Lawmakers are looking for CMS to offer more information on how it is combating opioid abuse in the Medicare program, and they offered solutions that could bolster the agency's efforts to curb the crisis.
The bipartisan group of four representatives from the House Ways and Means Committee noted in a letter (PDF) that a report from the Department of Health and Human Services Office of Inspector General revealed one-third of Medicare Part D beneficiaries filled an opioid prescription in 2016.
Nearly 90,000 Part D enrollees were prescribed "extreme" amounts of opioids in 2016, the legislators noted in the letter, which was addressed to Centers for Medicare & Medicaid Services Administrator Seema Verma.
The legislators—Rep. Kevin Brady, R-Texas; Rep. Richard Neal, D-Mass.; Rep. Peter Roskam, R-Ill.; and Rep. Sandy Levin, D-Mich.—also requested additional details on the thinking behind CMS' proposed "four pharmacies" test for potential abuse, which would track four pharmacies to determine which beneficiaries are at-risk, and how the agency settled on waiting six months to restrict prescriptions after a beneficiary is determined to be at risk-for abuse.
The representatives offered suggestions for steps the agency could take in its efforts, based on multiple hearings on opioids within the committee, including:
- Assess how Part D plan sponsors are responding to the epidemic: CMS works with Part D plan sponsors to monitor billing patterns for potential abuse, but both the OIG and the Government Accountability Office have said this is a point of weakness in the program. CMS can increase transparency and improve reporting, according to the letter.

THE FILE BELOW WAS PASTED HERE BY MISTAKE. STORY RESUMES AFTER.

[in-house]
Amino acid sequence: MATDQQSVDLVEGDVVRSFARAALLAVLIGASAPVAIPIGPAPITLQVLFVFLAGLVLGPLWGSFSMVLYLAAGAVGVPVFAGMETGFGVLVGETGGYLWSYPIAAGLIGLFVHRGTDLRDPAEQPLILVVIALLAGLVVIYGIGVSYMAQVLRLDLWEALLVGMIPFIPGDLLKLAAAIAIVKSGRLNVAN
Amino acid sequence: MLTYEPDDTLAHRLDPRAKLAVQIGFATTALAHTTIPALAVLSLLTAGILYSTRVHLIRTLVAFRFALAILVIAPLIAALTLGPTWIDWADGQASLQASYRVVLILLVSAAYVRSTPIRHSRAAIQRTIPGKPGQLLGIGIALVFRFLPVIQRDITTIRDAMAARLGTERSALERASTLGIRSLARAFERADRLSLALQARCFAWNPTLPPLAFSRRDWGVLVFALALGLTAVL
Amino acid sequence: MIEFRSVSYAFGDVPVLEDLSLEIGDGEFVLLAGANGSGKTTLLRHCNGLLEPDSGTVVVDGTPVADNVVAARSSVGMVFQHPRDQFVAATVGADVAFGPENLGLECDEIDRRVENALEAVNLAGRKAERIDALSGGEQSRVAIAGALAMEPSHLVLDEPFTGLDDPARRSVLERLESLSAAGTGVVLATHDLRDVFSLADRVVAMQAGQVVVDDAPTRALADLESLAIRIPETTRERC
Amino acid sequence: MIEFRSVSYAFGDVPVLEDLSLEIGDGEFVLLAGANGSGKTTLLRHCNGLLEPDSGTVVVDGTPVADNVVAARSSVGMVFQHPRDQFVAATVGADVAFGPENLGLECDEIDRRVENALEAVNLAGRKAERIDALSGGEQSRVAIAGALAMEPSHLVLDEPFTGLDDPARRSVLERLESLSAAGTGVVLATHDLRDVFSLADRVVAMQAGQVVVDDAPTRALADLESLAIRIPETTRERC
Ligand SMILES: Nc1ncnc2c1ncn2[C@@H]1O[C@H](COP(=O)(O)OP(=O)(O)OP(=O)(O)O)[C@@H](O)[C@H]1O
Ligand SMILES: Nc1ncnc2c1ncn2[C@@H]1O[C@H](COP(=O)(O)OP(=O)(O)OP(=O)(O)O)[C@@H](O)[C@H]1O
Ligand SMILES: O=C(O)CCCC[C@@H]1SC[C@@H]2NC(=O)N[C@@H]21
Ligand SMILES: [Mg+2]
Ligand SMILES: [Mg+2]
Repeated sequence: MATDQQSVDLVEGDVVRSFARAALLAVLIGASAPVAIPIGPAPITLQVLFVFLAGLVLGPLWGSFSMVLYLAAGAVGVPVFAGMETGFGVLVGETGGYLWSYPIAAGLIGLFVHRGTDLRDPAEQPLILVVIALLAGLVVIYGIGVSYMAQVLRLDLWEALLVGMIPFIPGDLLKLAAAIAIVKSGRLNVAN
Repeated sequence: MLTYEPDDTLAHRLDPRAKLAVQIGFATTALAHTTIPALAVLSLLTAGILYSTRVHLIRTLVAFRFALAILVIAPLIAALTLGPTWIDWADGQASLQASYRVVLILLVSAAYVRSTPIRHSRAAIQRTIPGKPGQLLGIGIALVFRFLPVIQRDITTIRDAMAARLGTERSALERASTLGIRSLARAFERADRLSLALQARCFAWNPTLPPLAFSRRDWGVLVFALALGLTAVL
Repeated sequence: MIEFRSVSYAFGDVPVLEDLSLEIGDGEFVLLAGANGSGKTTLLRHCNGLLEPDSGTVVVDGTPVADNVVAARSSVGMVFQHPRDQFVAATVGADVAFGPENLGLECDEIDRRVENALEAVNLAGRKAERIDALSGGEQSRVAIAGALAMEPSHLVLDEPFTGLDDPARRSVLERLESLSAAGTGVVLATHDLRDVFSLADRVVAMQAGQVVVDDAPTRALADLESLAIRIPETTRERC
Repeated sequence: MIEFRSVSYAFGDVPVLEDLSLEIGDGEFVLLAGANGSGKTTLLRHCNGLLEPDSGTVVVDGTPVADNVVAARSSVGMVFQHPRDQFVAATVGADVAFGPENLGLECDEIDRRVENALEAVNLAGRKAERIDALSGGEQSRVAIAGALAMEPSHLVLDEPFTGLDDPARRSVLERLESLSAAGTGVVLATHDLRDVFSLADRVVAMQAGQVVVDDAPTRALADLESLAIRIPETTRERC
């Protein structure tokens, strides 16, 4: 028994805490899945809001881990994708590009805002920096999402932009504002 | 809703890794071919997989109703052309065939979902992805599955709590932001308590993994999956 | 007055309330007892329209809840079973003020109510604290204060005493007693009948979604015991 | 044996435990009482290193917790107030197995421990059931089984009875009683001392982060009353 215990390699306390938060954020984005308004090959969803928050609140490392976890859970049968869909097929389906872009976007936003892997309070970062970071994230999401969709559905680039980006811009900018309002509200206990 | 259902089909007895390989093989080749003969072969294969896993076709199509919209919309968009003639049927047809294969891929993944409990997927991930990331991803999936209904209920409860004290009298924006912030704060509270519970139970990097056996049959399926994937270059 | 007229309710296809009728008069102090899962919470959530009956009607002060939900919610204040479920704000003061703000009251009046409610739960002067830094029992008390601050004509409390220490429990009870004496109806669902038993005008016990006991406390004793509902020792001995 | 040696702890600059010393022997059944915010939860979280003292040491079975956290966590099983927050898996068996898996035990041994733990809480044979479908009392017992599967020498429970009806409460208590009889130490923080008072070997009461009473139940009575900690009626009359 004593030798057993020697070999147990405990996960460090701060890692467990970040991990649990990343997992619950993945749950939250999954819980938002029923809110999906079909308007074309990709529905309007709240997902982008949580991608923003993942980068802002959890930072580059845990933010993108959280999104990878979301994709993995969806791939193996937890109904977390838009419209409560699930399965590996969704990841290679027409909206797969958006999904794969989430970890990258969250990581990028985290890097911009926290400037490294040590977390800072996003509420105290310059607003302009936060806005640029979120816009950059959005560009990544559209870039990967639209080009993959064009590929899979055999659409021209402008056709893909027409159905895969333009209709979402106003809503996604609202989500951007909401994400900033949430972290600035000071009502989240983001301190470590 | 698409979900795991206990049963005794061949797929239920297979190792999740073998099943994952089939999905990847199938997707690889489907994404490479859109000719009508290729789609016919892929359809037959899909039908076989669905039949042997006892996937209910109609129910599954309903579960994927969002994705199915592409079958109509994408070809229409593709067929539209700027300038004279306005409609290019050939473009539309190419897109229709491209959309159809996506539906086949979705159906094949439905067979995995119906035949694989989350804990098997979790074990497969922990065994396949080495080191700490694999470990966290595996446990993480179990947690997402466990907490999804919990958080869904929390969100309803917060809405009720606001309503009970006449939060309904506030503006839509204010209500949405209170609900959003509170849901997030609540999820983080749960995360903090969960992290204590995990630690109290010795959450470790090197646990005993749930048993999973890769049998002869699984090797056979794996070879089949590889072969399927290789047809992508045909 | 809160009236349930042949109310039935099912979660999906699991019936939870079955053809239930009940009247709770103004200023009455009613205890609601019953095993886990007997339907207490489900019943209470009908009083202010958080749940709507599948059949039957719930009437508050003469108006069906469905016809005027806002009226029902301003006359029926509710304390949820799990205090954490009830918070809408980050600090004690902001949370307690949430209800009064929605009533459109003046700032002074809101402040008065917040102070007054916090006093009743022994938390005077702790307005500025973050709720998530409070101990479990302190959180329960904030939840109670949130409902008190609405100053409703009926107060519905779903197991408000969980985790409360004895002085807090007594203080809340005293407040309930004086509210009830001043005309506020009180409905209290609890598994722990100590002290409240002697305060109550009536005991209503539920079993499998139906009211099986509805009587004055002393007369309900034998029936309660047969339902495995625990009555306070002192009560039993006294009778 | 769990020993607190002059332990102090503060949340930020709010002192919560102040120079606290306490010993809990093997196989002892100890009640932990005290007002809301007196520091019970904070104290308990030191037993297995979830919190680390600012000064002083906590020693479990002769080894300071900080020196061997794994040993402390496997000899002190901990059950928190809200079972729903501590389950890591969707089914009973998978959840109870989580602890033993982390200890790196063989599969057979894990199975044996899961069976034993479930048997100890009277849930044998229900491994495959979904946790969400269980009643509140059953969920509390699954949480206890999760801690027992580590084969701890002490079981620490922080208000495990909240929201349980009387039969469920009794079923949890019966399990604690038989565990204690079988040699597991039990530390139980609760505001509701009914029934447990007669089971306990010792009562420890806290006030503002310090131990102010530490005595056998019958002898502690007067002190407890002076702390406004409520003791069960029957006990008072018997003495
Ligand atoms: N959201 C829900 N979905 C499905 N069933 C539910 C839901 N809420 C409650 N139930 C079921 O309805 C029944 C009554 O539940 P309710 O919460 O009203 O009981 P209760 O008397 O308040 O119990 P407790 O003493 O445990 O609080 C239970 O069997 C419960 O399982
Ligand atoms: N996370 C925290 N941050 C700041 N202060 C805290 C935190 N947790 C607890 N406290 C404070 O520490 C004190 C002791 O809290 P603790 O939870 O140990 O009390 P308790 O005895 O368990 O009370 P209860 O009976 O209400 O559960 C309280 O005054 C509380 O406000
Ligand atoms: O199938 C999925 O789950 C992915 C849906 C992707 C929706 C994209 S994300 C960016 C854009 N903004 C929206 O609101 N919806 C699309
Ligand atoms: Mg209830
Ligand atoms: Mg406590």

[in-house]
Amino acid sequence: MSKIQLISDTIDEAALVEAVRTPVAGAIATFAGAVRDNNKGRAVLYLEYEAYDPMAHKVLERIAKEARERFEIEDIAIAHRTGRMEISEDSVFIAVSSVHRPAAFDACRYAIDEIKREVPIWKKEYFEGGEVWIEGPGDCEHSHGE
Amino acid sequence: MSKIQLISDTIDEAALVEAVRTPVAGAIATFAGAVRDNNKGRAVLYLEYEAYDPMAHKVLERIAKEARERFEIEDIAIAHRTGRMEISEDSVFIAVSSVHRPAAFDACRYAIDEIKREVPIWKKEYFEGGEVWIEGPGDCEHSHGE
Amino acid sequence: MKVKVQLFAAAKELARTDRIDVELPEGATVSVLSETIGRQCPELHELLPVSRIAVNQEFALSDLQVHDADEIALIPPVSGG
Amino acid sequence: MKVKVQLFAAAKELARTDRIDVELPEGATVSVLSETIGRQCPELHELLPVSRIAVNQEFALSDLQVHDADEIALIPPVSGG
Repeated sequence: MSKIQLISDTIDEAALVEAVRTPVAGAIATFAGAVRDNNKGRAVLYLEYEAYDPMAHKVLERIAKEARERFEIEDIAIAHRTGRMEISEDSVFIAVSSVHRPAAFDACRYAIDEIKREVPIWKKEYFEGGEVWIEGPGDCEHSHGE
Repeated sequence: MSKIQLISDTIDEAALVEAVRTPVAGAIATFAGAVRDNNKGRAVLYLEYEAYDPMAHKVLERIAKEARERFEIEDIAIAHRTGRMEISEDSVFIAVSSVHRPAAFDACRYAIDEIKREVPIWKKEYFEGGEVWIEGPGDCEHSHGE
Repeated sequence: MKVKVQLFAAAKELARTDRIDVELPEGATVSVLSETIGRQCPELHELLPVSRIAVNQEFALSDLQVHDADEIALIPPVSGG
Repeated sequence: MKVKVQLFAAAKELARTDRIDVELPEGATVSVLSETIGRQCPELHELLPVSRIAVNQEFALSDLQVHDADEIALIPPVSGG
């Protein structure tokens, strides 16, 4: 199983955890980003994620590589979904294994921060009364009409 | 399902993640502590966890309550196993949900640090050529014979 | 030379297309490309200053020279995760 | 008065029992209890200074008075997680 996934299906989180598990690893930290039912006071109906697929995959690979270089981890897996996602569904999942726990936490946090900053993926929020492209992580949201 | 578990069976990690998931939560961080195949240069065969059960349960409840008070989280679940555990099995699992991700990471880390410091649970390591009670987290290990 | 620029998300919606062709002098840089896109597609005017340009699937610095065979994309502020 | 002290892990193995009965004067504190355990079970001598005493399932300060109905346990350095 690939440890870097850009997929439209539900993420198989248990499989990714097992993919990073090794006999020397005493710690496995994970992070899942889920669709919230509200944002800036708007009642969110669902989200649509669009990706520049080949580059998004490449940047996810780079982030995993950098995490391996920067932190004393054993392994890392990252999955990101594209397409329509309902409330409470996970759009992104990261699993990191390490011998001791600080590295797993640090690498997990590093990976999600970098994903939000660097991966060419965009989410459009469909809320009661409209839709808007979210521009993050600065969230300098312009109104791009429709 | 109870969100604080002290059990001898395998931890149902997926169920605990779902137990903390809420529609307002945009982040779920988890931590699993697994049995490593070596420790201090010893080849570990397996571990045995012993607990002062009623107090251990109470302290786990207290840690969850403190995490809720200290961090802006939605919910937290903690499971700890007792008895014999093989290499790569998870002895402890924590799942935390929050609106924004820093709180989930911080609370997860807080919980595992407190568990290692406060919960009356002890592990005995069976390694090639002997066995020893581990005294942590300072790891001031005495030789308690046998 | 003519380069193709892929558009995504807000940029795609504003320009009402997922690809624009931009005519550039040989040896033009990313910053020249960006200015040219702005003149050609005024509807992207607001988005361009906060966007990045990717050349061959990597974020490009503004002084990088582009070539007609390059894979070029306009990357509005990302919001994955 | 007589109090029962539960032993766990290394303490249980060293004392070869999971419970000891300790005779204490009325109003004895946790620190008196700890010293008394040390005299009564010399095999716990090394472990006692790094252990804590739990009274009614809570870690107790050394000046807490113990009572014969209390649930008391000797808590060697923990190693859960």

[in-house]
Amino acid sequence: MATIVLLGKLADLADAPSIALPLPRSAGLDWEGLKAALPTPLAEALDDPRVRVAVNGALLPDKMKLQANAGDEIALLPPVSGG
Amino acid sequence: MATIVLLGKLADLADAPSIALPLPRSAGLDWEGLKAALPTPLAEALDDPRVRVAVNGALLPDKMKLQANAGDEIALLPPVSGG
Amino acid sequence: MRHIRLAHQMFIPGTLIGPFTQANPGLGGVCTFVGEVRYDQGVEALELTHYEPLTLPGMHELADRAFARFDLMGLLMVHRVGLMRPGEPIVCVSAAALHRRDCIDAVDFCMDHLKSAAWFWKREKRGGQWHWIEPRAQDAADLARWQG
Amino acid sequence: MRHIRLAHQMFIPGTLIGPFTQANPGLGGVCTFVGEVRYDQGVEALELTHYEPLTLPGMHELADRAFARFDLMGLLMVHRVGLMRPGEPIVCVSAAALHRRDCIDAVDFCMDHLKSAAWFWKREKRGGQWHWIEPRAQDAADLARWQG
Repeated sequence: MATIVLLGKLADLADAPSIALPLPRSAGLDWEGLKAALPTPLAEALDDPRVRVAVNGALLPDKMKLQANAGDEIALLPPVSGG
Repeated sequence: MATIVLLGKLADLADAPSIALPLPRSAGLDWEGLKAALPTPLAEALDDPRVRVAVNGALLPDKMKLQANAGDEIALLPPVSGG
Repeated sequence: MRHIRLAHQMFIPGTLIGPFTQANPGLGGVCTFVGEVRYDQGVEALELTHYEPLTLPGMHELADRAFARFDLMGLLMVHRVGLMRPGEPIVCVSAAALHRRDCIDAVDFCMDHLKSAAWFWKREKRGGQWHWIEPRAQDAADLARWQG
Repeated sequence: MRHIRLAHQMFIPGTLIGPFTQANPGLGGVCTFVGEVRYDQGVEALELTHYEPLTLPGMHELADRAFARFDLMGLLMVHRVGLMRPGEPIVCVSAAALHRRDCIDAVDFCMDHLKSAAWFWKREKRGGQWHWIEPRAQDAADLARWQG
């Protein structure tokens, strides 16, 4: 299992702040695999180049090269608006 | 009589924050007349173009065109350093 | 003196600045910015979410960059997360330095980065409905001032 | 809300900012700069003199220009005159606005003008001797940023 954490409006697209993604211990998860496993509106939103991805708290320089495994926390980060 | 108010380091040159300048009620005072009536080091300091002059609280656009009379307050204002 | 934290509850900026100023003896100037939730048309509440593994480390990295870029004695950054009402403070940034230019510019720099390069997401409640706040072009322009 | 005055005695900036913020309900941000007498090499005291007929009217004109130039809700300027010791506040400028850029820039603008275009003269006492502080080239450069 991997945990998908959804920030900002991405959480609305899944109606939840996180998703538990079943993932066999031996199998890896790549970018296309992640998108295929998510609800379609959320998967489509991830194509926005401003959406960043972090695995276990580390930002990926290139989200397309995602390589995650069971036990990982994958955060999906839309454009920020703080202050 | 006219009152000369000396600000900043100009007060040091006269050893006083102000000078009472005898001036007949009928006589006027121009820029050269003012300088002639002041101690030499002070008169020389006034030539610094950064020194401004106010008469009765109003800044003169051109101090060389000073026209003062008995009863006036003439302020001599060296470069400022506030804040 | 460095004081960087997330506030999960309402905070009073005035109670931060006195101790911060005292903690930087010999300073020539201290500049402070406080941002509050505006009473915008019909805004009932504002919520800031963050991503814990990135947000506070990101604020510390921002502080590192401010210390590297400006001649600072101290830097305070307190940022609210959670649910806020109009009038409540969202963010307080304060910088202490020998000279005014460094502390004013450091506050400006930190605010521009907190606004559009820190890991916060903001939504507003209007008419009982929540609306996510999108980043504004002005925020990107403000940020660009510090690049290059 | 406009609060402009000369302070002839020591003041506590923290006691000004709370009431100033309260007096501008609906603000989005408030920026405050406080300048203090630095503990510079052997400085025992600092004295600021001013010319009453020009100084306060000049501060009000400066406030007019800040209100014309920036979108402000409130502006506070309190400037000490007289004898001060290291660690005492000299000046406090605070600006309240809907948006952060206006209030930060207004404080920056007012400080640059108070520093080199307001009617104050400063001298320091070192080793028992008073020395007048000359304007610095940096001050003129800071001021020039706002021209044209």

- Push sponsors to restrict beneficiaries to a certain number of pharmacies or prescribers: By offering a limited slate of pharmacies or providers for coverage, CMS and Part D sponsors can identify beneficiaries at risk for opioid misuse more quickly.
- Include pharmacists in case management: Pharmacists can provide a crucial frontline intervention that Part D plans could take advantage of to avoid overprescribing, the letter suggested.
- Expand overuse monitoring capabilities to include other drugs: CMS and its partners should better monitor beneficiaries' use of drugs that are seen as opioid "potentiators" and increase risk for future abuse.
The letter requests a response from CMS by March 23, "given the severity of the crisis and that fact that both OIG and GAO have examined and reported gaps in CMS' system of monitoring opioid-related abuse."
"The lives of thousands of Americans are at risk—and we can only develop sustainable solutions if we work together," the representatives wrote.
CMS has taken steps over the past several months to address the opioid crisis, including unveiling a new Medicaid program that would allow states to design projects within Medicaid to increase access to substance abuse treatment. Experts have said that Medicaid should be the front line for policymakers looking to curb opioid abuse.
CMS has also proposed a seven-day limit on opioid prescriptions, a policy that would take effect in 2019 and is likely to meet resistance from physicians.